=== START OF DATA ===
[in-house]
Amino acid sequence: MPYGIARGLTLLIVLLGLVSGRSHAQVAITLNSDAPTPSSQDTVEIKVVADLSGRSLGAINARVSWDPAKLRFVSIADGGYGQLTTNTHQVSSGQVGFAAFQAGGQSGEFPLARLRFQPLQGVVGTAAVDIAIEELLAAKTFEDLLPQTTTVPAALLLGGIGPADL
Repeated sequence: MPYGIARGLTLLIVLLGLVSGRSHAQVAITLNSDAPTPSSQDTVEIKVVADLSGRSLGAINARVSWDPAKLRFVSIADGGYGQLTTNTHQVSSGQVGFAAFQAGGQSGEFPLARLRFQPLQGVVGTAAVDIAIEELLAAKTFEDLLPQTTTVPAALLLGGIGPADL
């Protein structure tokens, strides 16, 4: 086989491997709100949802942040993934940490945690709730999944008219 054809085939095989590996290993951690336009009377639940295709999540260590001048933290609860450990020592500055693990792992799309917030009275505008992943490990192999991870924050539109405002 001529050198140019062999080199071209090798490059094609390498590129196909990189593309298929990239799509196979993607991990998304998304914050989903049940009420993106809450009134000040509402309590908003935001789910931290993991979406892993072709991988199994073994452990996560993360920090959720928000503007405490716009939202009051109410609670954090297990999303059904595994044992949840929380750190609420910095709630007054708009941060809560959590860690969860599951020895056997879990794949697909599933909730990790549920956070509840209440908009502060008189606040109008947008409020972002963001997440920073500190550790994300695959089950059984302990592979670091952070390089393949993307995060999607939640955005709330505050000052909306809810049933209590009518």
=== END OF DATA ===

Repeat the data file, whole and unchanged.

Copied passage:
[in-house]
Amino acid sequence: MPYGIARGLTLLIVLLGLVSGRSHAQVAITLNSDAPTPSSQDTVEIKVVADLSGRSLGAINARVSWDPAKLRFVSIADGGYGQLTTNTHQVSSGQVGFAAFQAGGQSGEFPLARLRFQPLQGVVGTAAVDIAIEELLAAKTFEDLLPQTTTVPAALLLGGIGPADL
Repeated sequence: MPYGIARGLTLLIVLLGLVSGRSHAQVAITLNSDAPTPSSQDTVEIKVVADLSGRSLGAINARVSWDPAKLRFVSIADGGYGQLTTNTHQVSSGQVGFAAFQAGGQSGEFPLARLRFQPLQGVVGTAAVDIAIEELLAAKTFEDLLPQTTTVPAALLLGGIGPADL
């Protein structure tokens, strides 16, 4: 086989491997709100949802942040993934940490945690709730999944008219 054809085939095989590996290993951690336009009377639940295709999540260590001048933290609860450990020592500055693990792992799309917030009275505008992943490990192999991870924050539109405002 001529050198140019062999080199071209090798490059094609390498590129196909990189593309298929990239799509196979993607991990998304998304914050989903049940009420993106809450009134000040509402309590908003935001789910931290993991979406892993072709991988199994073994452990996560993360920090959720928000503007405490716009939202009051109410609670954090297990999303059904595994044992949840929380750190609420910095709630007054708009941060809560959590860690969860599951020895056997879990794949697909599933909730990790549920956070509840209440908009502060008189606040109008947008409020972002963001997440920073500190550790994300695959089950059984302990592979670091952070390089393949993307995060999607939640955005709330505050000052909306809810049933209590009518």